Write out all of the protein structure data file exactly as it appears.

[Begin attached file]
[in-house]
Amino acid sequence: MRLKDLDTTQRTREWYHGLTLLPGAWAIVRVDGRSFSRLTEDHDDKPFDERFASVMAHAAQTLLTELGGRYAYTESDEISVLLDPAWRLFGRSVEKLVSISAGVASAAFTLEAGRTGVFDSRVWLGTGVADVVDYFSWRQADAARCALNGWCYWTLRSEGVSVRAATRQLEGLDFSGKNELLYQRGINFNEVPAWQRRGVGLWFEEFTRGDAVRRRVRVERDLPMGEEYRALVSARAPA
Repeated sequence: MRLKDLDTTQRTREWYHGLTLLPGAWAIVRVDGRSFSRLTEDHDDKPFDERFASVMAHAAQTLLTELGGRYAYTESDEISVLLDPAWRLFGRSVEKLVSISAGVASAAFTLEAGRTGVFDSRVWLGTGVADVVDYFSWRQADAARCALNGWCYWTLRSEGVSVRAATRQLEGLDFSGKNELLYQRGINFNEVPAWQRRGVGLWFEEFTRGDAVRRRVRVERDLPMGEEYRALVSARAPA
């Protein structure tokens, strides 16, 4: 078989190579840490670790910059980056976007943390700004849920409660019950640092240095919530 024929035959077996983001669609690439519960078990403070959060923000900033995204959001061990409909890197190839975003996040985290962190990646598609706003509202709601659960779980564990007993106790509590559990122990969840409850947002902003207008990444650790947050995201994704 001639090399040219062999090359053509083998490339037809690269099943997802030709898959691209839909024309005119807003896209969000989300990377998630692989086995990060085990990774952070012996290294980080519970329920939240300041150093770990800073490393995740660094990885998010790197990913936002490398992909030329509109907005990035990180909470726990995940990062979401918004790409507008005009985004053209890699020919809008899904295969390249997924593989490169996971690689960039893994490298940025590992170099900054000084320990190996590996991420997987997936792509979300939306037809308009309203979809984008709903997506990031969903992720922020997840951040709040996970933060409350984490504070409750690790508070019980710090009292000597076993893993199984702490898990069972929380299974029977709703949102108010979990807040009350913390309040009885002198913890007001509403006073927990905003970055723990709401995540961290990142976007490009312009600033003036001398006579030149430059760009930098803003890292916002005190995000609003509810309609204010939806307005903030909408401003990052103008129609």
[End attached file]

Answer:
[in-house]
Amino acid sequence: MRLKDLDTTQRTREWYHGLTLLPGAWAIVRVDGRSFSRLTEDHDDKPFDERFASVMAHAAQTLLTELGGRYAYTESDEISVLLDPAWRLFGRSVEKLVSISAGVASAAFTLEAGRTGVFDSRVWLGTGVADVVDYFSWRQADAARCALNGWCYWTLRSEGVSVRAATRQLEGLDFSGKNELLYQRGINFNEVPAWQRRGVGLWFEEFTRGDAVRRRVRVERDLPMGEEYRALVSARAPA
Repeated sequence: MRLKDLDTTQRTREWYHGLTLLPGAWAIVRVDGRSFSRLTEDHDDKPFDERFASVMAHAAQTLLTELGGRYAYTESDEISVLLDPAWRLFGRSVEKLVSISAGVASAAFTLEAGRTGVFDSRVWLGTGVADVVDYFSWRQADAARCALNGWCYWTLRSEGVSVRAATRQLEGLDFSGKNELLYQRGINFNEVPAWQRRGVGLWFEEFTRGDAVRRRVRVERDLPMGEEYRALVSARAPA
């Protein structure tokens, strides 16, 4: 078989190579840490670790910059980056976007943390700004849920409660019950640092240095919530 024929035959077996983001669609690439519960078990403070959060923000900033995204959001061990409909890197190839975003996040985290962190990646598609706003509202709601659960779980564990007993106790509590559990122990969840409850947002902003207008990444650790947050995201994704 001639090399040219062999090359053509083998490339037809690269099943997802030709898959691209839909024309005119807003896209969000989300990377998630692989086995990060085990990774952070012996290294980080519970329920939240300041150093770990800073490393995740660094990885998010790197990913936002490398992909030329509109907005990035990180909470726990995940990062979401918004790409507008005009985004053209890699020919809008899904295969390249997924593989490169996971690689960039893994490298940025590992170099900054000084320990190996590996991420997987997936792509979300939306037809308009309203979809984008709903997506990031969903992720922020997840951040709040996970933060409350984490504070409750690790508070019980710090009292000597076993893993199984702490898990069972929380299974029977709703949102108010979990807040009350913390309040009885002198913890007001509403006073927990905003970055723990709401995540961290990142976007490009312009600033003036001398006579030149430059760009930098803003890292916002005190995000609003509810309609204010939806307005903030909408401003990052103008129609």